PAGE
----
When it comes to hunting down emerging engagement ring trends, our first ports of call are Instagram and Pinterest. A treasure trove of what new brides are thinking and a direct insight into styles they like and dislike, it has yet to steer us wrong. Lately however, we’ve been seeing a new trend that we’re honestly not too sure about… cameo rings.
What the heck is a cameo ring, we hear you ask? Allow us to explain. A cameo is a small scene or figure carved in relief (i.e. raised from the surface). It has origins way back in petroglyphs – figures carved into rock – which began to appear around 15000 BC. The first ‘official’ cameo however appeared much later, between 300 and 6 BC in Alexandria, Egypt. They were used to declare faith, loyalty, or other admirable morals and were carved into hard stones like agate and later gemstones, coral and even lava or shells.
By the Elizabethan and Victorian eras, cameo carvings had become a common fashion accessory and were set into any and every kind of jewellery. The most popular were rings, brooches, earrings, and watch fobs. They were worn by women and men as symbols of status. If you had a cameo carved from lava or shell for example, it was clear that you were well travelled and thus very wealthy. Napoleon and Queen Victoria are just two famous historical figures who were fans of cameo jewellery. Much more recently, Vanessa Hudgens of High School Musical fame has been spotted wearing one regularly… possibly as an engagement ring.
We’ve seen a noticeable spike in this antique style over the past couple of months. For brides on the hunt for a truly unique and truly non-traditional engagement ring (i.e. not a diamond solitaire), it could be the new big thing. With that in mind, here’s what you should know about cameo rings:
- Genuine cameo rings are all antiques. They’re carved by hand, extremely delicate and since there are plenty of cameo collectors around, they’re also in high demand (especially shell and lava carved cameos). Guess what that means? The real deal can be pretty expensive.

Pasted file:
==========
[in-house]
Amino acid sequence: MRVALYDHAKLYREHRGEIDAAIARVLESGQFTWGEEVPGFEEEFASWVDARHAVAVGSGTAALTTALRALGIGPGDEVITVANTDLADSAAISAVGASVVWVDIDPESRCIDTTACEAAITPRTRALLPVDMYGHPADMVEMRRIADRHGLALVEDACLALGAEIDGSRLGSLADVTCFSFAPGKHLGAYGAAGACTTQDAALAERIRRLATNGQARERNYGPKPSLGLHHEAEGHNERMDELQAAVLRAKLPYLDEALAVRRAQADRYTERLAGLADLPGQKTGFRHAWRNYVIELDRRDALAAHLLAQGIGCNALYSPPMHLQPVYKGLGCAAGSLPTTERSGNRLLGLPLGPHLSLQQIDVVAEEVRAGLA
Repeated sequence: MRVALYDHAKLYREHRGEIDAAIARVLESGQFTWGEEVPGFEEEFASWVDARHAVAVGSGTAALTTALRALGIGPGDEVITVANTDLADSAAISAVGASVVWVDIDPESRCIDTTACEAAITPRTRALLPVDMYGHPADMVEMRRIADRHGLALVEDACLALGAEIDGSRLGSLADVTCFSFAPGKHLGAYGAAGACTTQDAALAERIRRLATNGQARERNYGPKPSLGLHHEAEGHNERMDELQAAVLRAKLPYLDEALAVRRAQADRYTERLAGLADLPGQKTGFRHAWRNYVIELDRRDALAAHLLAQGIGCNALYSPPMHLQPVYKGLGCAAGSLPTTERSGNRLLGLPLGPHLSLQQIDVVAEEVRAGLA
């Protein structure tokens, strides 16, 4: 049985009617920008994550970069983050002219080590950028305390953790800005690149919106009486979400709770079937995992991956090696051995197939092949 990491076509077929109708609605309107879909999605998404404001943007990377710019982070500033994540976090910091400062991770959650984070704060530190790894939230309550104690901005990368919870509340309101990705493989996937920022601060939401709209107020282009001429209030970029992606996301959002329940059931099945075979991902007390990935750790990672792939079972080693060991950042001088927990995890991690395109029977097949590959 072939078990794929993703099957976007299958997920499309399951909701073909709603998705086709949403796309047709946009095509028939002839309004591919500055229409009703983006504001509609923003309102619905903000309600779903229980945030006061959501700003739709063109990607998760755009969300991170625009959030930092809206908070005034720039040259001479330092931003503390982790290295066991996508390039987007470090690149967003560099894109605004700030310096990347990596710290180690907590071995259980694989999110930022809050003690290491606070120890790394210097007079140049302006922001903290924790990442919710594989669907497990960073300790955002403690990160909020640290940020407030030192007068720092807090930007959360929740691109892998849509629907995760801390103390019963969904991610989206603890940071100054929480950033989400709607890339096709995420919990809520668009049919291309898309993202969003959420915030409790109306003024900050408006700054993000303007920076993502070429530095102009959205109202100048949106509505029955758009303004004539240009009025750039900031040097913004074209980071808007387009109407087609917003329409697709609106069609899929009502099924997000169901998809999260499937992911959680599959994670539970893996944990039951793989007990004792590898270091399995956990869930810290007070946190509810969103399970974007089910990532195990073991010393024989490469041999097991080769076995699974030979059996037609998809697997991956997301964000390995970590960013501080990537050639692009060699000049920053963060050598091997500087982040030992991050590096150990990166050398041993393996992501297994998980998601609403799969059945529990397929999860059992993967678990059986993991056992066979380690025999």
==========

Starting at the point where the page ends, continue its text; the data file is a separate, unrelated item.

- The opposite of a cameo is called an intaglio. This looks just like a cameo but instead of being carved in relief, the design is carved below the surface instead. They’re just as beautiful, but not as popular and arguably more difficult to find. More depressions means more places for dirt to get lodged, too.
- The most rare cameo rings are usually conch shell carvings dating from the 1800s. Even rarer still are ancient cameos carved from gemstones. The latter usually originate from Roman times and are made from onyx or sardonyx. They’re so rare and valuable that only the most esteemed collectors get their hands on them.
- Cameos depicting scenes tend to be more valuable than those depicting single figures or busts, because of the higher level of detail. Common themes for scenes include mythology, the Three Graces, or ancient historical events.
- For slightly more affordable (but still authentic) cameos, look for porcelain. Even still, a genuine antique cameo ring of high quality could easily cost you $10,000 and upwards. Cheap, fake versions are usually crafted from resin, glass or plastic.They’ll also be smooth and flawless – the real deal will have small, natural scuff marks as a result of their hand-made quality.
- Genuine cameo jewellery requires a little extra maintenance. It should be stored wrapped in a soft cloth, separate to other jewellery that may scratch its surface. Wash it lightly with warm soapy water only, and don’t leave it sitting in water. Because cameo jewellery is prone to drying out and cracking, brush it occasionally with a light layer of mineral oil (not vegetable, olive or sunflower oil) and then wipe it off with a dry cloth.